Only Sealth, West Seattle, Rainier Beach, Center and NOVA have empty seats.

Anonymous said...

@ Great School, the reason a Shoreline school might look better is that many students who choose RHS, BHS or IHS in the next couple years will potentially get yanked out of that school midstream in order to populate the new Lincoln HS in 2019, and there are still too many unknowns still re: how Lincoln will play out (e.g., which grades will be there initially, which pathways will go there, what types of classes they'll have, etc.).

HS Roulette

Anonymous said...

Another reason to flee RHS: BHS: IHS: Hale: Schedules. Schedules. Schedules. Who the hell cares about a school's rep when your student can't get the classes (s)he needs let alone wants for graduation. I don't want to hear about Running Start aka SPS Cop Out that messes with student and family life. Student wants Running Start = fine. Student forced into Running Start? That's not SPS providing a quality high school education. It's a failure to provide matter of fact.

North of 85th

Anonymous said...

Busing isn't the issue. The Rainier Beach draw area has more students than even the max capacity at RBHS of 1700 could handle. 3-400 students go to Franklin rather than RBHS so that capacity which exists at Beach and could be filled by neighborhood students is being bumped north which then exacerbates the crunch in other schools. RB is on the upswing and has 700 students which is great but it's less than half the capacity of the campus.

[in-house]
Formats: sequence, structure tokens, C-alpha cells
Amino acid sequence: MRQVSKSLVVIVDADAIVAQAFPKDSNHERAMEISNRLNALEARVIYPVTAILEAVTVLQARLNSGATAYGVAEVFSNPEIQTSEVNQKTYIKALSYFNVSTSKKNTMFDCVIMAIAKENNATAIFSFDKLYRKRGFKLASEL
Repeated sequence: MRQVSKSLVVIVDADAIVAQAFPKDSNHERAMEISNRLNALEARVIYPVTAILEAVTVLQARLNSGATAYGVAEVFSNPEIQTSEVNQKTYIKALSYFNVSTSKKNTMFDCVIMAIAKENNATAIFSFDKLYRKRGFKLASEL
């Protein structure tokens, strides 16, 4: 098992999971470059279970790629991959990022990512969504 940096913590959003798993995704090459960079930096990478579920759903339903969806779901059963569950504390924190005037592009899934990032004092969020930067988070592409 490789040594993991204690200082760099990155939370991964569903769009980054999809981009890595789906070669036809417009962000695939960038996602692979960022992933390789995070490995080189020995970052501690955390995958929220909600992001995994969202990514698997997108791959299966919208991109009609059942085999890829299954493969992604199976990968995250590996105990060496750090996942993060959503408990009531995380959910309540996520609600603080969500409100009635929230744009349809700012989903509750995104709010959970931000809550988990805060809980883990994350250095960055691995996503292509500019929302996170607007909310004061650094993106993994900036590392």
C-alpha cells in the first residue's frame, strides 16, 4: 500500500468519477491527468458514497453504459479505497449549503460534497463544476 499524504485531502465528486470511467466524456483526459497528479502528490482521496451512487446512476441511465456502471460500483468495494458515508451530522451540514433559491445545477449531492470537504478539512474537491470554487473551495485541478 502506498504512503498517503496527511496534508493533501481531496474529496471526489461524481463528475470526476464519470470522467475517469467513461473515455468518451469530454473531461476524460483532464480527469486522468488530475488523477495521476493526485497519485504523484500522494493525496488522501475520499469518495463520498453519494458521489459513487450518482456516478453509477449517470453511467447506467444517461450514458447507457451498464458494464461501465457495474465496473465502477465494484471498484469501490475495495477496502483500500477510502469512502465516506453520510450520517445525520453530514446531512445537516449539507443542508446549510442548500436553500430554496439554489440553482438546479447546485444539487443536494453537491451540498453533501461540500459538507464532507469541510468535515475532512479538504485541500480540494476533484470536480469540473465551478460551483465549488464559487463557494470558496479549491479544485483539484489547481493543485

Anonymous said...

The real comparison needs to be between current enrollment and June projections. That is what will lead to a shift in staff, not last year's October count. This list shows Chief Sealth going down from last year, but they are actually up about 30-40 students from the June projections (which led to a huge cut in staffing).

Dreading Monday

Greenwoody said...

Orca cards for HS students could help address the transportation issue from NE to SE - RBHS is just a 30 minute ride on light rail from UW station. Also seems to me SPS needs to find ways to allow transfers to Center and NOVA and other underenrolled HS campuses beyond the usual deadline.